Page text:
Fluoxetine 20 mg/d yielded improvement in his mood, self-esteem, energy, and motivation. However, he continued to express concerns about poor concentration, which negatively affected his occupation. At subsequent visits, the fluoxetine dose was increased to 40 mg/d, but that dose caused restlessness, pacing, and akathisia. Those complaints disappeared once the dose of fluoxetine was reduced to 20 mg/d. Psychometric testing revealed adult ADHD (DSM-5 criteria), thus he was administered a trial of atomoxetine. After 1 week, he urgently reported urinary symptoms of hesitancy. He said, "It is difficult to pee." A urinalysis result was negative. Discontinuation of atomoxetine quickly relieved all urinary concerns.


Atomoxetine is primarily metabolized by the CYP2D6 pathway to 4-hydroxy atomoxetine.3 Dosage adjustment may be necessary when it is administered with potent CYP2D6 inhibitors, such as paroxetine, fluoxetine, or quinidine. According to the manufacturer’s guidelines,3 in adults coadministered a strong CYP2D6 inhibitor or someone who is a poor CYP2D6 metabolizer, atomoxetine should be initiated at 40 mg/d. Atomoxetine is only increased to the usual target dose of 80 mg/d if the initial dose is well-tolerated. Approximately 7% of the white population are weak CYP2D6 metabolizers.3 Such individuals have a 10-fold higher mean blood level and a 5-fold greater peak drug concentration at a given dose of atomoxetine compared with extensive metabolizer patients. The blood levels in poor metabolizers are similar to those attained by individuals taking strong inhibitors of CYP2D6.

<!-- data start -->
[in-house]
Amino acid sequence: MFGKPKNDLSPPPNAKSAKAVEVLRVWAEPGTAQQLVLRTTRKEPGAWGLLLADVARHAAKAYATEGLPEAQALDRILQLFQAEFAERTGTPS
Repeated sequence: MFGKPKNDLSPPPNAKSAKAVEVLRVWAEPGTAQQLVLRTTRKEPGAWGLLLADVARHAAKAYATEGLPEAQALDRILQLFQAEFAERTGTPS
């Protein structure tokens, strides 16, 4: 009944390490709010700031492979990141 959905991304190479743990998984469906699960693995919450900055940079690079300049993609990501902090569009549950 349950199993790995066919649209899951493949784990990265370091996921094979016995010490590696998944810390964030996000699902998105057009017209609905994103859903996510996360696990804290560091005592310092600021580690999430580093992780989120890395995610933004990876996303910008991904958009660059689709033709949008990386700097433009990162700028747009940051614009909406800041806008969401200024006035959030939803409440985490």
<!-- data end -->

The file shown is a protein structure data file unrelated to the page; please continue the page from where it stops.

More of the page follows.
Research4 involving adult ADHD controlled trials documents a rate of urinary hesitation at 5.6% and urinary retention of 1.7%. Such side effects become more frequent with concomitant use of a CYP2D6 inhibitor. Urinary storage and release are regulated by a balance between sympathetic and parasympathetic influences. The parasympathetic pathway provides an excitatory input to the detrusor muscle causing contraction and leading to urinary excretion. Continence is maintained by a sympathetic mechanism that facilitates bladder filling and inhibits micturition. Urinary hesitancy or retention is caused by disruption in the sympathetic/parasympathetic balance involved in the process of urination. It can be induced by excessive activation of the sympathetic system caused by exposure to atomoxetine. This medication can lead to an increase in norepinephrine activity by inhibiting presynaptic reuptake of norepinephrine. Side effects become more frequent after concomitant use of a CYP2D6 inhibitor. There are case reports5,6 highlighting the interaction of atomoxetine with potent CYP2D6 inhibitors. In 1 vignette,5 acute urinary retention in a 16-year-old boy occurred following the coprescribing of atomoxetine and risperidone. The other case6 documented acute urinary retention in a 12-year-old boy prescribed atomoxetine. Urinary symptoms disappeared quickly after discontinuation of the drug in both cases.